Thomas' Plant-Related Blog

On plant science. Mostly.

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Salamander embryos go green

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I found out today that some salamander embryos have symbiotic algae. The algae use the salamander’s waste products as fertiliser, and the baby salamander (probably) benefits from the oxygen they produce by photosynthesising. That’s pretty cool, but it’s not really news, since the association was discovered about 120 years ago.

What is new is a finding by a Canadian & American group, that the algae actually get inside the salamander’s cells. That apparently makes it the first known case of a vertebrate having a symbiont inside its cells. People had suggested that vertebrate immune systems were too protective to let that happen. Salamanders’ immune systems aren’t that advanced by vertebrate standards, though, which might be why the symbiotic algae can get in. Or it might be because the immune systems of the embryos are still developing.

The researchers also found some hints that the algae can be passed down from the mother, but they’re not so confident about that.



Written by Thomas Kluyver

5 April, 2011 at 9:36 pm

50 Botany blogs (and plant plankton?)

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If you ever feel that you just can’t get your daily botany fix, a website about online learning has helpfully compiled a list of the 50 best botany blogs (including this one). Thanks, guys—not least for the reminder that I should keep on blogging.

As a scientist and pedant, I have to point out that plankton aren’t a plant species, though. Plankton is a general term for all sorts of small organisms that float in the water, including tiny animals and single celled algae. Are there any plants which could be called plankton? Perhaps the coconut, floating along until it finds a suitable place to grow, is roughly equivalent to the planktonic larvae of barnacles and the like. But I’m not sure that it counts if it’s dormant. Leave a comment if you’ve got a better idea!


Written by Thomas Kluyver

17 February, 2011 at 10:30 am

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Why trees have to leave home

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Tropical forests are a challenge for ecologists, because there are so many species. It’s not just a practical challenge to identify them, but a theoretical question of why they’re all there. Why don’t the better adapted ones win out, while others go extinct? Does every species really have its own ‘niche’—some set of conditions where it outcompetes everything else? Or are the different species much the same? (I’ve discussed neutral theory before)

A third idea is that trees can’t grow too close to their parents (or others of the same species), perhaps because pests and diseases spread between them. This is called the Janzen-Connell hypothesis, after the scientists who, independently, thought of it. If each species has to space itself out to escape pests, other species can grow in the gaps, without outcompeting each other. Some new evidence backs this up.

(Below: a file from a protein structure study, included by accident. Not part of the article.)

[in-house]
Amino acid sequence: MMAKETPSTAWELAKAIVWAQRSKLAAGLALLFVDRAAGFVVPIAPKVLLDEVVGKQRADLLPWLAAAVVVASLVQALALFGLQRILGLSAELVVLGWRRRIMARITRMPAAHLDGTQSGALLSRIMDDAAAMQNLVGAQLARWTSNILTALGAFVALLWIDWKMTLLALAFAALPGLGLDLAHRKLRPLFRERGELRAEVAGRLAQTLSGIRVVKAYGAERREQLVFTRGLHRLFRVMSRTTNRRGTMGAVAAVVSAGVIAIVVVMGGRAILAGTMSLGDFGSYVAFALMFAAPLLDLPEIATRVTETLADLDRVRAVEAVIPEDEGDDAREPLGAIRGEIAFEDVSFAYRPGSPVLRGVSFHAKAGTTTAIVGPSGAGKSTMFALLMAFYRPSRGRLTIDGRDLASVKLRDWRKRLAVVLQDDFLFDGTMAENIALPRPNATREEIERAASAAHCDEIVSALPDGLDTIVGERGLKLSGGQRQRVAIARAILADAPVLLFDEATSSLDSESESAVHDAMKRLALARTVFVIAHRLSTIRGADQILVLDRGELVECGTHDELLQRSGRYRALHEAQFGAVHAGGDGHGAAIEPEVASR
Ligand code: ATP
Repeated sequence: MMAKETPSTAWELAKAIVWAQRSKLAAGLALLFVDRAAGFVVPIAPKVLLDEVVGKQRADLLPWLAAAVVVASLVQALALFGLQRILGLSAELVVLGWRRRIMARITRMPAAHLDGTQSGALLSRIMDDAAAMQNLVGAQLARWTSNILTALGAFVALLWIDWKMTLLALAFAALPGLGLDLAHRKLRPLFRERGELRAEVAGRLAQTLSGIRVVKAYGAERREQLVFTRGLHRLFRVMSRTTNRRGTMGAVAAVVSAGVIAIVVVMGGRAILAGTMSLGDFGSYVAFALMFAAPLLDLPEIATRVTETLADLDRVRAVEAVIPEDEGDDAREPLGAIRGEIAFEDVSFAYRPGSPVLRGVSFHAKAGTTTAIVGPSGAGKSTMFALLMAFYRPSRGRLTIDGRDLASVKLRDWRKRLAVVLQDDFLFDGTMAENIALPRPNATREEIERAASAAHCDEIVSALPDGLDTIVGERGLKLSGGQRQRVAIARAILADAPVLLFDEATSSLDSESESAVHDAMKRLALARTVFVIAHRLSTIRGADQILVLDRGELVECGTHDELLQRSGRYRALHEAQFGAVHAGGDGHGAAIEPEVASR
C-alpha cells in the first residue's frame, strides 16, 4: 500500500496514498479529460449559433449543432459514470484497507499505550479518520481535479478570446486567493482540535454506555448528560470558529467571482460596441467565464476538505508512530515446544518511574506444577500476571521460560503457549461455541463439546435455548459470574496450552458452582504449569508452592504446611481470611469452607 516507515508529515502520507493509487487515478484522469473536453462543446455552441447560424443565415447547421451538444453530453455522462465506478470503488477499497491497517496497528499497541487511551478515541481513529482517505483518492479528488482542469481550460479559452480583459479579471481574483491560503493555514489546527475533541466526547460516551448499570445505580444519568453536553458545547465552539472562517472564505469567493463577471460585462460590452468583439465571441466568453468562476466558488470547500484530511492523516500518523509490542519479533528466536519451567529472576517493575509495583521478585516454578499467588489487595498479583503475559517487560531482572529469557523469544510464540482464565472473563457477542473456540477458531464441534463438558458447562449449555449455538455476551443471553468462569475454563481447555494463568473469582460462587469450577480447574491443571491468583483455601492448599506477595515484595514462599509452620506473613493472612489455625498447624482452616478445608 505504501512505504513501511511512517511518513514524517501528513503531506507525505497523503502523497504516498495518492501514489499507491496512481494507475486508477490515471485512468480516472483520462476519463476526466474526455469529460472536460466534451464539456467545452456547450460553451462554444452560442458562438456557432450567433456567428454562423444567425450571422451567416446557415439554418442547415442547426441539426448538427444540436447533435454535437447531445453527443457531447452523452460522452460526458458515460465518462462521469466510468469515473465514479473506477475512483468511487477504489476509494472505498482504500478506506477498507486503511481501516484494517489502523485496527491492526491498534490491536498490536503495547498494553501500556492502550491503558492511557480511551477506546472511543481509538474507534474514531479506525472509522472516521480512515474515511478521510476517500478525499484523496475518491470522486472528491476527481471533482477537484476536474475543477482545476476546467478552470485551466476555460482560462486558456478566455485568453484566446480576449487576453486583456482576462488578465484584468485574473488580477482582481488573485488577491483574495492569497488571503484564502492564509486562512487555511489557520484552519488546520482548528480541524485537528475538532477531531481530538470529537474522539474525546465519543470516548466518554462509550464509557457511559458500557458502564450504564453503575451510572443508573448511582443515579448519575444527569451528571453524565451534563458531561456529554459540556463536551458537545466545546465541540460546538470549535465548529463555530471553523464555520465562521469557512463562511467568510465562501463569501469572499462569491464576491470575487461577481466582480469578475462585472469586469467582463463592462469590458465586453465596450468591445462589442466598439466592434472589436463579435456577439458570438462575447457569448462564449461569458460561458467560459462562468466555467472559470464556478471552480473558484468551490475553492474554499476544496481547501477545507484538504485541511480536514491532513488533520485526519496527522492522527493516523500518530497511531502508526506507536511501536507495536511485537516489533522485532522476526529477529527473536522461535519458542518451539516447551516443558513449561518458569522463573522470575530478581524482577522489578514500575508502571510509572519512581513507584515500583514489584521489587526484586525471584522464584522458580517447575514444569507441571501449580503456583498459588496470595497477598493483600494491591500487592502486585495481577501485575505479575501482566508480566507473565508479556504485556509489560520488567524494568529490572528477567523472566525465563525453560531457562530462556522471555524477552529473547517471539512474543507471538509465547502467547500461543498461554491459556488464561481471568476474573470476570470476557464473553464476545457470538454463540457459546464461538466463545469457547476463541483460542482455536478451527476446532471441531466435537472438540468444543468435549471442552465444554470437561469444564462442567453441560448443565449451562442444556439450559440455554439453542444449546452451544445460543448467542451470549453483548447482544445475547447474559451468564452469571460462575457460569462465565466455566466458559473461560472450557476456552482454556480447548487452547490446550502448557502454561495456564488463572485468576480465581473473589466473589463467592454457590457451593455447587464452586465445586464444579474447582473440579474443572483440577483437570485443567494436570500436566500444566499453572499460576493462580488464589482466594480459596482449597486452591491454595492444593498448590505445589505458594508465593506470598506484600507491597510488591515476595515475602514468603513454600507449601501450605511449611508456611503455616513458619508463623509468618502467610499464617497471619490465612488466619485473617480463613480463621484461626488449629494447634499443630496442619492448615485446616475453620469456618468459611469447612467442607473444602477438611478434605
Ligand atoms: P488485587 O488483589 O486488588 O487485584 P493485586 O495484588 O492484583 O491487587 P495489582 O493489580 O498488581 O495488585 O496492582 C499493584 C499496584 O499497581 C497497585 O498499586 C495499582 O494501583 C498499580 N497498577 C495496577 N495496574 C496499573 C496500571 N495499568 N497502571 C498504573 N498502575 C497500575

One study analysed where thousands of seedlings were growing, on an intensely studied plot on Barro Colorado Island, Panama. After five years, saplings with others of the same species nearby were less likely to have survived. Interestingly, the effect was apparently greater for rare species than for common ones; perhaps that helps to explain why they are rare.

Another experiment looked at seedlings grown in pots, with soil taken from under the same tree species, or another one. Seedlings grown in ‘home’ soil once again fared worse, suggesting that a disease or a pest in the soil could be the key.

Owen T. Lewis (2010) Ecology: Close relatives are bad news. Nature (News & Views) 466, 698–699

Ecology: Close relatives are bad news

Written by Thomas Kluyver

9 August, 2010 at 11:54 pm

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Glomalin: Carbon stored in a protein you’ve probably never heard of

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What’s soil made of? Take out the chunks of roots and twigs, take out the particles of minerals, and what are you left with? What makes it soil, brown and lumpy, rather than something like fine sand? It’s a mixture of organic matter: stuff produced by things living in or on the soil, that can’t readily be broken down, and it’s attracting attention now because it stores quite a lot of carbon across the world. One important part is ‘humic acid’, a mix of complex acidic chemicals from decaying plant matter. ‘Humin’ is a generic name for the stuff that won’t dissolve. But in the last decade, another important component has been found, a tough protein called glomalin.

A root, highlighted green showing where glomalin is

Glomalin, highlighted in green, around mychorrhizae (thin threads and blobby spores) growing on a root (thick part). Image by Sara Wright, USDA.

Most plants team up with fungi to get nutrients, especially phosphorus, from the soil. Fungal threads, or hyphae, can be much thinner than plant roots, so they can explore soil more efficiently. Those fungi are called mycorrhizae, and the most important group of them, the arbuscular mycorrhizae, are responsible for producing glomalin, which is possibly important to their structure. And although the fungal threads die and are replaced constantly, glomalin seems to last for years in the soil.